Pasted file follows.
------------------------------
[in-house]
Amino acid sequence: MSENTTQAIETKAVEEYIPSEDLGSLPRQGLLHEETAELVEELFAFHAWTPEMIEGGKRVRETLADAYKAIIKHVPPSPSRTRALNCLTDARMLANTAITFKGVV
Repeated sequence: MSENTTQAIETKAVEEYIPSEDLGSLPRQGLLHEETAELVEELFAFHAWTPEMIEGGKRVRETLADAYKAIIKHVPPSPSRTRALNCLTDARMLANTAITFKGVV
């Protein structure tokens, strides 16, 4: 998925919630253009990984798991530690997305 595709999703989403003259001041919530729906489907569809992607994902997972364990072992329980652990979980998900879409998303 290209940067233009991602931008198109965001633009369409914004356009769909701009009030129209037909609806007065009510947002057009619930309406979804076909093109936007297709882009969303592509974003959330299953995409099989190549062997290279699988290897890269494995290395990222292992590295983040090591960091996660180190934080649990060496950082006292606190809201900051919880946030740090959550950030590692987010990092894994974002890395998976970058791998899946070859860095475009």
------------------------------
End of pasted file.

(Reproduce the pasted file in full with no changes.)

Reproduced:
[in-house]
Amino acid sequence: MSENTTQAIETKAVEEYIPSEDLGSLPRQGLLHEETAELVEELFAFHAWTPEMIEGGKRVRETLADAYKAIIKHVPPSPSRTRALNCLTDARMLANTAITFKGVV
Repeated sequence: MSENTTQAIETKAVEEYIPSEDLGSLPRQGLLHEETAELVEELFAFHAWTPEMIEGGKRVRETLADAYKAIIKHVPPSPSRTRALNCLTDARMLANTAITFKGVV
């Protein structure tokens, strides 16, 4: 998925919630253009990984798991530690997305 595709999703989403003259001041919530729906489907569809992607994902997972364990072992329980652990979980998900879409998303 290209940067233009991602931008198109965001633009369409914004356009769909701009009030129209037909609806007065009510947002057009619930309406979804076909093109936007297709882009969303592509974003959330299953995409099989190549062997290279699988290897890269494995290395990222292992590295983040090591960091996660180190934080649990060496950082006292606190809201900051919880946030740090959550950030590692987010990092894994974002890395998976970058791998899946070859860095475009």